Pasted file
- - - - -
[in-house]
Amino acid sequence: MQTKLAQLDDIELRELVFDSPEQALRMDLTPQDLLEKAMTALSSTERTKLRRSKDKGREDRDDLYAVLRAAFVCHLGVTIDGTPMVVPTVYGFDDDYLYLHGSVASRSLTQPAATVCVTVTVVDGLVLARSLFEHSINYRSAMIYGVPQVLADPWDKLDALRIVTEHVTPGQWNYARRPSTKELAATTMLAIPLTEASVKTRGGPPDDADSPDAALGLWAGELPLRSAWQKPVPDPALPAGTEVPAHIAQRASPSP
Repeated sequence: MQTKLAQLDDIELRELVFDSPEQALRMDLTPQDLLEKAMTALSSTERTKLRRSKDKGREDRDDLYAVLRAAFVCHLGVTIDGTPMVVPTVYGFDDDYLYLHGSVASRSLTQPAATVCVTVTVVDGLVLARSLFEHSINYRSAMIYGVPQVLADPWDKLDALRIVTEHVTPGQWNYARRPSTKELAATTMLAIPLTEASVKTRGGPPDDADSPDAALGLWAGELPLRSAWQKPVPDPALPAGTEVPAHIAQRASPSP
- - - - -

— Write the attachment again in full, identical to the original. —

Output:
[in-house]
Amino acid sequence: MQTKLAQLDDIELRELVFDSPEQALRMDLTPQDLLEKAMTALSSTERTKLRRSKDKGREDRDDLYAVLRAAFVCHLGVTIDGTPMVVPTVYGFDDDYLYLHGSVASRSLTQPAATVCVTVTVVDGLVLARSLFEHSINYRSAMIYGVPQVLADPWDKLDALRIVTEHVTPGQWNYARRPSTKELAATTMLAIPLTEASVKTRGGPPDDADSPDAALGLWAGELPLRSAWQKPVPDPALPAGTEVPAHIAQRASPSP
Repeated sequence: MQTKLAQLDDIELRELVFDSPEQALRMDLTPQDLLEKAMTALSSTERTKLRRSKDKGREDRDDLYAVLRAAFVCHLGVTIDGTPMVVPTVYGFDDDYLYLHGSVASRSLTQPAATVCVTVTVVDGLVLARSLFEHSINYRSAMIYGVPQVLADPWDKLDALRIVTEHVTPGQWNYARRPSTKELAATTMLAIPLTEASVKTRGGPPDDADSPDAALGLWAGELPLRSAWQKPVPDPALPAGTEVPAHIAQRASPSP